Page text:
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How to protect your Google Analytics account from language spam
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How to protect your Google Analytics account from language spam

  • TECHNICAL LEVEL
Analytics & Tracking

Google Analytics accounts have always been spammed, in particular in the event sections. Waves of direct traffic, with an average session duration close to zero and a bounce rate close to 100% are not new either. However, since November 2016, some uncommon languages have been appearing in many Google Analytics accounts.

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Spam shows up in Google Analytics as erratic traffic concentrated on specific days, and never leads to a single conversion.

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But unlike traditional spam, this new type of spam is much harder to detect. The related metrics make it appear more like real traffic from actual humans like you and me (unless you’re a robot). We used to see that traffic generated through spam was made up of single hits per session, which appeared in reports as bounce rates of 99.9%, an average session duration of less than 1 second, and only one page view per session… In the present case, the numbers don’t lie, it’s clearly spam: Way below average bounce rates, erratic traffic. The difference here is the number of page views, which impacts bounce rates and session duration, making it look more like human traffic. This means spammers have improved their algorithms to make them seem more human.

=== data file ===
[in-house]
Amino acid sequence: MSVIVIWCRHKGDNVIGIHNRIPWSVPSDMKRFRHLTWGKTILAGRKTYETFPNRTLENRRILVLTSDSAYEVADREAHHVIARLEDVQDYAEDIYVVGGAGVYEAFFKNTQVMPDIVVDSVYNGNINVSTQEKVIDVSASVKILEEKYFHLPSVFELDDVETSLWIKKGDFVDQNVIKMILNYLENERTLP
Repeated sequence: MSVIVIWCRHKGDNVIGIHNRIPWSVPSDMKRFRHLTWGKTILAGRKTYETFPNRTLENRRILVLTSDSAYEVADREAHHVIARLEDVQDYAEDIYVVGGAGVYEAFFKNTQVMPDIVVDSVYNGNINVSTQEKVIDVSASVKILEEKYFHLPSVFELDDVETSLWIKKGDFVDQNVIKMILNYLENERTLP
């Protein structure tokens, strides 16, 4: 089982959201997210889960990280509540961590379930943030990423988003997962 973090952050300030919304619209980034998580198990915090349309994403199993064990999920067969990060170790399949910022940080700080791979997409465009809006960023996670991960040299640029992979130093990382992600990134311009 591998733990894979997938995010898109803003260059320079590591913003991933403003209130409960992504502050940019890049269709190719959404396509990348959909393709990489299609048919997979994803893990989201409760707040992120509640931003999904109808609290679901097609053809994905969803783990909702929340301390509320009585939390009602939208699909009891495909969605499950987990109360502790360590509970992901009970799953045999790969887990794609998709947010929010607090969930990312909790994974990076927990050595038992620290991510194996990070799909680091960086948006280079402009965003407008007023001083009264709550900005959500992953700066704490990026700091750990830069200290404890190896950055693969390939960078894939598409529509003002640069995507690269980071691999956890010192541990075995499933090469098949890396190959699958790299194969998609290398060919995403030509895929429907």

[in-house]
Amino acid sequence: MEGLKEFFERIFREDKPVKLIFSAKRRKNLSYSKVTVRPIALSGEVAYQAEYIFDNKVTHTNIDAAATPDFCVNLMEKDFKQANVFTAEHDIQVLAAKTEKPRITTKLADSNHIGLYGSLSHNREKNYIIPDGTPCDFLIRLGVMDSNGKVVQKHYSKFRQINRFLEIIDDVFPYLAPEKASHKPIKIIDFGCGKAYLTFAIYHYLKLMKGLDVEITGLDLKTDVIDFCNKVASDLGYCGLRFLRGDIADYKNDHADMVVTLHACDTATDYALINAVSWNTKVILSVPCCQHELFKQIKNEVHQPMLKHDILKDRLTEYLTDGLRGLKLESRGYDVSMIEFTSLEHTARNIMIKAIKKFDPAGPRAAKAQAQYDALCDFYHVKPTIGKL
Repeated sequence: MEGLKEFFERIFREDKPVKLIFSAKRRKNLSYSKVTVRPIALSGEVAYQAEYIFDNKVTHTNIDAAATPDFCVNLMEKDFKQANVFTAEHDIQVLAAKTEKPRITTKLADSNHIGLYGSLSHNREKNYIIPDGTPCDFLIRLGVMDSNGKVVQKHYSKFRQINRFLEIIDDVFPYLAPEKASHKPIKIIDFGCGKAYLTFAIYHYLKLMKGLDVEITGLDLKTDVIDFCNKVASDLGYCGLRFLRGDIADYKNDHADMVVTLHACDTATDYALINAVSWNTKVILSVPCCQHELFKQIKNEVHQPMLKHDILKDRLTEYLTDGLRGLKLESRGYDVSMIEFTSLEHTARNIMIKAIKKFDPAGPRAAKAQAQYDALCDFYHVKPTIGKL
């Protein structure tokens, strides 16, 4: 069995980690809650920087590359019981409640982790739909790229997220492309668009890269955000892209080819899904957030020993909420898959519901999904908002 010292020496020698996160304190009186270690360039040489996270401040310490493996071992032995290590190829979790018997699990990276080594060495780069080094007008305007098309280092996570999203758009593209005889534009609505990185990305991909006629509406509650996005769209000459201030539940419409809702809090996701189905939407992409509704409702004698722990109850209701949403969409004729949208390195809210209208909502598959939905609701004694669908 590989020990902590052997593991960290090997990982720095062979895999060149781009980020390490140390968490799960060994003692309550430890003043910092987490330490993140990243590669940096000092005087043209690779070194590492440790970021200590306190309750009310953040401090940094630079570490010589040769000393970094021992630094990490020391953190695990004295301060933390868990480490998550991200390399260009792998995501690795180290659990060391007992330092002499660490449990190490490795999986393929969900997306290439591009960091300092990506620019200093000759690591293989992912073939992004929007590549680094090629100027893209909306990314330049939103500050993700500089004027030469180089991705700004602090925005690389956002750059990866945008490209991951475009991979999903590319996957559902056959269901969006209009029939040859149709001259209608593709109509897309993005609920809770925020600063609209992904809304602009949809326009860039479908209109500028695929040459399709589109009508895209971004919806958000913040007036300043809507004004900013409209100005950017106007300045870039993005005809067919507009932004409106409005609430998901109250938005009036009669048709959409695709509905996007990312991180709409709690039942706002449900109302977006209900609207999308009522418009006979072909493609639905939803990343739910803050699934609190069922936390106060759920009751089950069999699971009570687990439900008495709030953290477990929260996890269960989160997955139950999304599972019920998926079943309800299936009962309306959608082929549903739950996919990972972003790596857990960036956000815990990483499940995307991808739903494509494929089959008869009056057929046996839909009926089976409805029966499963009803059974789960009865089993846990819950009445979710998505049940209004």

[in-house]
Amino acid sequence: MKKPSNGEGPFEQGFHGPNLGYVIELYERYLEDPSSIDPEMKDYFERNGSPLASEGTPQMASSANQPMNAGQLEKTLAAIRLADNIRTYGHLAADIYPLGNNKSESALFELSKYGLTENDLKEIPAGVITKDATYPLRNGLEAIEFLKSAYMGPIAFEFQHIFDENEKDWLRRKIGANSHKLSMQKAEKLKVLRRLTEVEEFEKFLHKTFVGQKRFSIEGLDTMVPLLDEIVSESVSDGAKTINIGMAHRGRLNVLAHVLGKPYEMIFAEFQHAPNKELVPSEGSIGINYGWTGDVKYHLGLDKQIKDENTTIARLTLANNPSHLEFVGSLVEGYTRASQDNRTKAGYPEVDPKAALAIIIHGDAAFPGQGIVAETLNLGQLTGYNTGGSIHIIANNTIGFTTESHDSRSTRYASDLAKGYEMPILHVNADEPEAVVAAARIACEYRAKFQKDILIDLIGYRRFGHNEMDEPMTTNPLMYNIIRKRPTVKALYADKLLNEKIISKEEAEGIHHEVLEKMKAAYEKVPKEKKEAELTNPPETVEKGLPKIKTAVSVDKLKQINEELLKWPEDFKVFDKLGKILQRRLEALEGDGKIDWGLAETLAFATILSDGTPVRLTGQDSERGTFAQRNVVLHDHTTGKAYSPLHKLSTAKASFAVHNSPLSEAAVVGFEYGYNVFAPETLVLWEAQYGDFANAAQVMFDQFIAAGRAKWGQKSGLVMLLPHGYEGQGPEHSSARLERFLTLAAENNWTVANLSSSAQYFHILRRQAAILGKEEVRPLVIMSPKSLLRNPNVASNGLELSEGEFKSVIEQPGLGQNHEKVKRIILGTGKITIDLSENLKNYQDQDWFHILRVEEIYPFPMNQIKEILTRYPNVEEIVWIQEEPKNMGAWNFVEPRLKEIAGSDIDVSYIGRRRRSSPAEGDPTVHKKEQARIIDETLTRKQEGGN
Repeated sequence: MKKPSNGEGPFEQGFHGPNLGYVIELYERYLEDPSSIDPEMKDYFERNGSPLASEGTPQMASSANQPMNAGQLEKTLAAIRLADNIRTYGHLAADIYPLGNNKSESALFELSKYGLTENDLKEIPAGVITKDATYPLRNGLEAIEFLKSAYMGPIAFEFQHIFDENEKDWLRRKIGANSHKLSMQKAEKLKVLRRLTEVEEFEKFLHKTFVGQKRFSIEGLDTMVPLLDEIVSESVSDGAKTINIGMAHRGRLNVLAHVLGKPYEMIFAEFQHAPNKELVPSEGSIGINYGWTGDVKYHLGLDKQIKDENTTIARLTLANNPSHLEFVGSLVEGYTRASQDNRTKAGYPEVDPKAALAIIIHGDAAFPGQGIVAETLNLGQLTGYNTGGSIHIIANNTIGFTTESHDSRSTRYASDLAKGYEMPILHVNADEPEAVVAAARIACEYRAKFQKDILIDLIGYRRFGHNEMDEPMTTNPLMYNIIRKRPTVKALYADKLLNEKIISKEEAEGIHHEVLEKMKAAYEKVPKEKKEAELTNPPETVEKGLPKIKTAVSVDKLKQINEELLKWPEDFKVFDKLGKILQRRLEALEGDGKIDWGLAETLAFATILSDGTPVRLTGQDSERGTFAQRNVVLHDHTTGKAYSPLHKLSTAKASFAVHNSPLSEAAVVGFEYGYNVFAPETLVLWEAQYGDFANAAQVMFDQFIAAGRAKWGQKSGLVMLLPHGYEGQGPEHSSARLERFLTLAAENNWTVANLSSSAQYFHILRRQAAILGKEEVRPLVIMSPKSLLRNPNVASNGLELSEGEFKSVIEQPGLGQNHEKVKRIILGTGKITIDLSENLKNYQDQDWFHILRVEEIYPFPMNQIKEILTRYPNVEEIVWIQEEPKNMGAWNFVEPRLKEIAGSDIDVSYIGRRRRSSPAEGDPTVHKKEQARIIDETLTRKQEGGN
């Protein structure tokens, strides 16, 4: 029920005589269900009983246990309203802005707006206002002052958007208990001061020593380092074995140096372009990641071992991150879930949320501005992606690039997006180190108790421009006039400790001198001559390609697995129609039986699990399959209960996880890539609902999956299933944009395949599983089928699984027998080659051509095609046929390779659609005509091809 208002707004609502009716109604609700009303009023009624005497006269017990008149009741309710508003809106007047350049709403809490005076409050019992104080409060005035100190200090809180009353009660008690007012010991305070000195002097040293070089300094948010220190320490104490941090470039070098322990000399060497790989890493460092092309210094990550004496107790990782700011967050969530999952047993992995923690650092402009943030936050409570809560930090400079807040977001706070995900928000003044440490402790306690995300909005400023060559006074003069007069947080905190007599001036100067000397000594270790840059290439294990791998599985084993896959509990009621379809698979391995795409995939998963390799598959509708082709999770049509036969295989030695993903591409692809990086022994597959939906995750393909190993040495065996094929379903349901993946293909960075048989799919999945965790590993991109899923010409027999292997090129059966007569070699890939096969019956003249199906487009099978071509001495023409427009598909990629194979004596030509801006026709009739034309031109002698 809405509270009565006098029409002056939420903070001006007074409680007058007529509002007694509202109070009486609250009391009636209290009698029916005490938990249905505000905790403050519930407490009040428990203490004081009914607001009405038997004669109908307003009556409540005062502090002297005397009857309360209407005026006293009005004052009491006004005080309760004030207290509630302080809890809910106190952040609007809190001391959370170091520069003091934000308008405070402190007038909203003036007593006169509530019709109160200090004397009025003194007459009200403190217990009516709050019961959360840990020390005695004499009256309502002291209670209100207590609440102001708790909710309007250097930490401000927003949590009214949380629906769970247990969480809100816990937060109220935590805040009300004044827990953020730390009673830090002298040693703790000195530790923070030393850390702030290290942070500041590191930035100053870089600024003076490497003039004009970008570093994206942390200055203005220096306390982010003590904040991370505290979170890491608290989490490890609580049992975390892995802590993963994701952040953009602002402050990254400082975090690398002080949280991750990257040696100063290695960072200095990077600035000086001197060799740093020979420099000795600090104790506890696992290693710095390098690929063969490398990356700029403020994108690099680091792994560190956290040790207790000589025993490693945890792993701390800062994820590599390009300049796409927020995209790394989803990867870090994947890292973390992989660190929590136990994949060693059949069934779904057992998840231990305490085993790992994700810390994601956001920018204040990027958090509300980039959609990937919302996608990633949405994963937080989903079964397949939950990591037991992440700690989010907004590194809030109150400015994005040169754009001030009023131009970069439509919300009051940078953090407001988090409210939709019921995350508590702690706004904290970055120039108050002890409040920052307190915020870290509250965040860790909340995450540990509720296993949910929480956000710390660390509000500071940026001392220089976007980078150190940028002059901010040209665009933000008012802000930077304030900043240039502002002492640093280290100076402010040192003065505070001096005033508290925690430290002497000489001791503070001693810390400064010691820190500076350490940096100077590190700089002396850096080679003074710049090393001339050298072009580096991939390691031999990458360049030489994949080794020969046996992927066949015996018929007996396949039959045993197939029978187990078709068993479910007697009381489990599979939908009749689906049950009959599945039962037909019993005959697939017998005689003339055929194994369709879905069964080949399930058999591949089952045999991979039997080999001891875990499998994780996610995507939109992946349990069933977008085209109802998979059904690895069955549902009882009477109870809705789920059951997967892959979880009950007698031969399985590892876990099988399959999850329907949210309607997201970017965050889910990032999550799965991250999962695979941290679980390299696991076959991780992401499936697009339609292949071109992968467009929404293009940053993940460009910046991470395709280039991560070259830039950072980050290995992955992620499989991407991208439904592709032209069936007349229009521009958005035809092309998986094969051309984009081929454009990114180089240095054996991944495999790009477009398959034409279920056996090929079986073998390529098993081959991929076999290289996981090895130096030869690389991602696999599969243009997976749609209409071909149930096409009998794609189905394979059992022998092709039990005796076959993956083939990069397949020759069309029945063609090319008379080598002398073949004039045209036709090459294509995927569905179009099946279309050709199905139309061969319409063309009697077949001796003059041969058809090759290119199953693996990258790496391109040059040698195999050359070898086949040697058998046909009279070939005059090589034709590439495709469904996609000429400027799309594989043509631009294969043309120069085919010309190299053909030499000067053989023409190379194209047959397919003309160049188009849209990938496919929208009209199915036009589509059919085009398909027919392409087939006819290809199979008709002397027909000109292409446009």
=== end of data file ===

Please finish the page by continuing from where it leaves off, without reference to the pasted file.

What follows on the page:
This type of traffic can sometimes skew your data significantly for certain periods, so it’s important to protect yourself by adding a view-level language filter. Here’s how:

  1. Log into Google Analytics, then click Admin, then Filters: img3
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  2. Click Add Filter, then fill it out as below using the following regular expression: .{12,}|/s|!|,|/
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  3. Then verify that your filter is working properly by clicking here:
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  4. and that it’s filtering the right data:
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  5. Click Save and the filter will become active. Don’t forget that filters only apply to future data. To analyse periods before you added the filter, it’s preferable to use a segment. Finally, don’t forget to check Google’s Bot Filtering checkbox. In combination with regularly updated filters, it’s very effective!
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  6. Click Save and the filter will become active. Don’t forget that filters only apply to future data. To analyse periods before you added the filter, it’s preferable to use a segment. Finally, don’t forget to check Google’s Bot Filtering checkbox. In combination with regularly updated filters, it’s very effective!